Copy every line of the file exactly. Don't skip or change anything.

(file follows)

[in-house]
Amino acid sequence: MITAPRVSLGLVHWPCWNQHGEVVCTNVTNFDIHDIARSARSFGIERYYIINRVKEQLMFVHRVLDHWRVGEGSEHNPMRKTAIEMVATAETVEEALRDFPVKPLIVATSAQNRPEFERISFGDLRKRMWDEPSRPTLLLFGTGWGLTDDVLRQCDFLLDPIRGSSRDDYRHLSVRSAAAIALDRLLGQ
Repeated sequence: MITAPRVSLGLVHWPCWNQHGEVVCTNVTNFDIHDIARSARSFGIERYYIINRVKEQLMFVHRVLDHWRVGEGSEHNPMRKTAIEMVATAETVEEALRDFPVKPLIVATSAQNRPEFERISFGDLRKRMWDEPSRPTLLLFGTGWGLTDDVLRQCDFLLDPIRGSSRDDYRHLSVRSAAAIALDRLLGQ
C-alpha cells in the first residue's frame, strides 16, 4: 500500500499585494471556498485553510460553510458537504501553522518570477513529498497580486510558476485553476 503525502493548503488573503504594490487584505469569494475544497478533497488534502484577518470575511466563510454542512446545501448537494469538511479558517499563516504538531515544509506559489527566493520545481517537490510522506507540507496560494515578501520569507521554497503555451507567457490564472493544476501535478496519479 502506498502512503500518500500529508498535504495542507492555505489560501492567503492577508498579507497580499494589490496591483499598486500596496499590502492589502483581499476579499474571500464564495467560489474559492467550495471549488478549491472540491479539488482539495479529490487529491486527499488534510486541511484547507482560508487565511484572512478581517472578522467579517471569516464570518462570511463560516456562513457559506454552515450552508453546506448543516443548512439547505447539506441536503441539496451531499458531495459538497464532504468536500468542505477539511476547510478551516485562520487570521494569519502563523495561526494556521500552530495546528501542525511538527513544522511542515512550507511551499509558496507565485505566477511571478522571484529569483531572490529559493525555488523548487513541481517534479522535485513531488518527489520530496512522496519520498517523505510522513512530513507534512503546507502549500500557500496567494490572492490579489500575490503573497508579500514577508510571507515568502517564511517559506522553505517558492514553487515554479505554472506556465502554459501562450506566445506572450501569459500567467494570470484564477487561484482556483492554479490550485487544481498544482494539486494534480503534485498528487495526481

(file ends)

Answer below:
[in-house]
Amino acid sequence: MITAPRVSLGLVHWPCWNQHGEVVCTNVTNFDIHDIARSARSFGIERYYIINRVKEQLMFVHRVLDHWRVGEGSEHNPMRKTAIEMVATAETVEEALRDFPVKPLIVATSAQNRPEFERISFGDLRKRMWDEPSRPTLLLFGTGWGLTDDVLRQCDFLLDPIRGSSRDDYRHLSVRSAAAIALDRLLGQ
Repeated sequence: MITAPRVSLGLVHWPCWNQHGEVVCTNVTNFDIHDIARSARSFGIERYYIINRVKEQLMFVHRVLDHWRVGEGSEHNPMRKTAIEMVATAETVEEALRDFPVKPLIVATSAQNRPEFERISFGDLRKRMWDEPSRPTLLLFGTGWGLTDDVLRQCDFLLDPIRGSSRDDYRHLSVRSAAAIALDRLLGQ
C-alpha cells in the first residue's frame, strides 16, 4: 500500500499585494471556498485553510460553510458537504501553522518570477513529498497580486510558476485553476 503525502493548503488573503504594490487584505469569494475544497478533497488534502484577518470575511466563510454542512446545501448537494469538511479558517499563516504538531515544509506559489527566493520545481517537490510522506507540507496560494515578501520569507521554497503555451507567457490564472493544476501535478496519479 502506498502512503500518500500529508498535504495542507492555505489560501492567503492577508498579507497580499494589490496591483499598486500596496499590502492589502483581499476579499474571500464564495467560489474559492467550495471549488478549491472540491479539488482539495479529490487529491486527499488534510486541511484547507482560508487565511484572512478581517472578522467579517471569516464570518462570511463560516456562513457559506454552515450552508453546506448543516443548512439547505447539506441536503441539496451531499458531495459538497464532504468536500468542505477539511476547510478551516485562520487570521494569519502563523495561526494556521500552530495546528501542525511538527513544522511542515512550507511551499509558496507565485505566477511571478522571484529569483531572490529559493525555488523548487513541481517534479522535485513531488518527489520530496512522496519520498517523505510522513512530513507534512503546507502549500500557500496567494490572492490579489500575490503573497508579500514577508510571507515568502517564511517559506522553505517558492514553487515554479505554472506556465502554459501562450506566445506572450501569459500567467494570470484564477487561484482556483492554479490550485487544481498544482494539486494534480503534485498528487495526481